As exporters across Asia re-examine their trade strategies amid a potential escalation of the global trade dispute, an HSBC poll of companies on expectations around future growth in trade and strategic business plans shows a region divided.
HSBC’s Navigator: Now, next and how for business reveals results from a survey of more than 8,500 corporates in 34 markets around the world, and 3,300 in 12 Asia Pacific economies. Released last week, it was conducted between late July and mid-September, when the first US$34bn tranche of tariffs in the US-China trade war had been implemented, the second tranche of US$16bn took effect, and the third tranche of US$200bn was announced.
Although the survey shows 77% of companies in Asia have a positive outlook on trade – roughly in line with the global figure of 78% – a deeper dive into the numbers reveals huge intra-regional variation as winners and losers emerge from China’s trade spat with the US.
It’s all smiles in South Asia, with India and Bangladesh scoring the highest in the world in terms of trade outlook at 96% and 94% of companies polled respectively. In a 15-page whitepaper published last week, the Economist Intelligence Unit said that Bangladesh – which is the world’s second-largest readymade garment exporter after China – is an easy location for global brands to divert orders to if tariffs on imports from China make products more expensive in the US, while India’s industrial sector has the upper hand when it comes to integration of production processes involved in the manufacture of apparel, from weaving to spinning to final product.
Asean, another potential beneficiary of the trade war as corporates weigh shifting lower value-added manufacturing activities from China, also scores highly, with Thailand, Vietnam and Malaysia all at the top of the league tables in terms of outlook and confidence of business success in the current environment.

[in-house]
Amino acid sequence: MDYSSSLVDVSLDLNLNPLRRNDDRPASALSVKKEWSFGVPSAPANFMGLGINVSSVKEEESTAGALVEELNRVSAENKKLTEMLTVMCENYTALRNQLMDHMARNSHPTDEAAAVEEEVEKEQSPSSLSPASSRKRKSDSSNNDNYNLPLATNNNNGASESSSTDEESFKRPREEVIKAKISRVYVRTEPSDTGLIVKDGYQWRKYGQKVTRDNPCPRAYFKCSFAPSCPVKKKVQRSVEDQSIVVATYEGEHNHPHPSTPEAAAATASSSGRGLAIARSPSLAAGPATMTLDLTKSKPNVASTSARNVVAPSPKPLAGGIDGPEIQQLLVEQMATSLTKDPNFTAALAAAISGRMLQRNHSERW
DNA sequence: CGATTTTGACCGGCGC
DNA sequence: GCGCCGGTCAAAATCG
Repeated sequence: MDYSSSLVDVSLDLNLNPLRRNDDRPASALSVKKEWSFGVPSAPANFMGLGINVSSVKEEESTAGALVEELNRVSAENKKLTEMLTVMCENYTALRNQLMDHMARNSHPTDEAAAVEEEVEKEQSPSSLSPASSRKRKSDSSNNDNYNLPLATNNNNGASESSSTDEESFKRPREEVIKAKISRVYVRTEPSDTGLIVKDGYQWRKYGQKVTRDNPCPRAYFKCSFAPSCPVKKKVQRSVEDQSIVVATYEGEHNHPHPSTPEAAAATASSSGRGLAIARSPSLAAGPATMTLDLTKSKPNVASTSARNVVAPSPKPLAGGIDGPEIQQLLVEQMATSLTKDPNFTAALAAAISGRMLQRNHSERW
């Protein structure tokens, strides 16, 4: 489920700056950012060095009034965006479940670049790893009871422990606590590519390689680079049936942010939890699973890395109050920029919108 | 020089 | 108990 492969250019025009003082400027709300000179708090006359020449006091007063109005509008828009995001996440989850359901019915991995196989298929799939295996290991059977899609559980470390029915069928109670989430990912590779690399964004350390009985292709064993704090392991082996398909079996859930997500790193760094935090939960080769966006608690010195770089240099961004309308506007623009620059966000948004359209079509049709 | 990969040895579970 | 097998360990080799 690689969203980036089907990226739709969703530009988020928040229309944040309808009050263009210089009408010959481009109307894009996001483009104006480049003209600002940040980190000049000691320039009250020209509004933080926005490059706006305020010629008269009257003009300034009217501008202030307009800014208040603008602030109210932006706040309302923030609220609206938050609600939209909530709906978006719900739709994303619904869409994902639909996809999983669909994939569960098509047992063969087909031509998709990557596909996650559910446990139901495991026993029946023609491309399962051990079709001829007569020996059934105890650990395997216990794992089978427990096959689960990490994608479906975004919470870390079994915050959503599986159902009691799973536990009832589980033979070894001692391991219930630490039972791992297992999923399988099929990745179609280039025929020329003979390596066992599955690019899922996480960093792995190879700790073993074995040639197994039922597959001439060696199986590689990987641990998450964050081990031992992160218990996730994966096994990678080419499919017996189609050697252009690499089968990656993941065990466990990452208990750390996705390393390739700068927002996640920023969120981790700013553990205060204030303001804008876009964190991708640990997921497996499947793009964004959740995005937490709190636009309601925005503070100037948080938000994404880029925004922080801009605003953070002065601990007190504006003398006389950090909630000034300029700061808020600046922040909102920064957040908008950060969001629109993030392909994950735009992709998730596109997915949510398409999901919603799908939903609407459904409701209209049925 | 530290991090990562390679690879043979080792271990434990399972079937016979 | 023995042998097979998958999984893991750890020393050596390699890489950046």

Speaking to GTR, Ajay Sharma, regional head of global trade and receivables finance, Asia Pacific for HSBC, says: “Some of the trends are already visible to us in the business. If you look at lower-end manufacturing, people are doing additional capital investment in places like Vietnam or Cambodia and Bangladesh. In our Bangladesh business and our Vietnam business, we’re already seeing quite rapid growth in terms of what the customer is asking us around long-term capital investments and trade flows.”
Over in East Asia, however, a different story emerges. Just 60% of companies in Japan feel confident about their chances of success, versus the global average of 81%, and only half of South Korea’s companies and two-thirds of Hong Kong’s companies have a positive outlook on international trade. In South Korea and Hong Kong, 85% and 83% of firms respectively identified geopolitical factors such as increased protectionism and tariffs as having a negative impact, higher than the 78% average for the APAC region.
“Hong Kong is somewhat logical in a sense. It’s a big trading hub and I think that’s why businesses there might be feeling a bit uncertain,” says Sharma. “Our interpretation on South Korea and Japan is that they’re countries that have big investments in both sides, so they’re potentially getting caught between China and the US. They’re also in the high-tech electronics space, and that’s where there is the feeling that they are the industries that might get impacted by trade wars. Commodities can be moved quite easily, but technology manufacturing is a different kettle of fish.”
But despite market volatility and geopolitical pressures, the overarching Asia narrative is a positive one. “It’s important to remember that protectionism is not a new phenomenon – trade always finds its equilibrium,” says Sharma.
As Asia’s free trade banner continues to fly high amid further Asean integration, the Comprehensive and Progressive Agreement for Trans-Pacific Partnership (CPTPP) and Regional Comprehensive Economic Partnership (RCEP) negotiations as well as the signing of free trade agreements between Japan and Singapore and the European Union, Asia’s pockets of negativity are outnumbered by its areas of optimism. “Asia’s rising middle class and their increasing level of consumption are long-term structural trends that will power economic growth in the region for years to come. The key is for businesses in this region to adapt their approach and market reach to stay fit for growth,” says Stuart Tait, HSBC’s Asia Pacific head of commercial banking.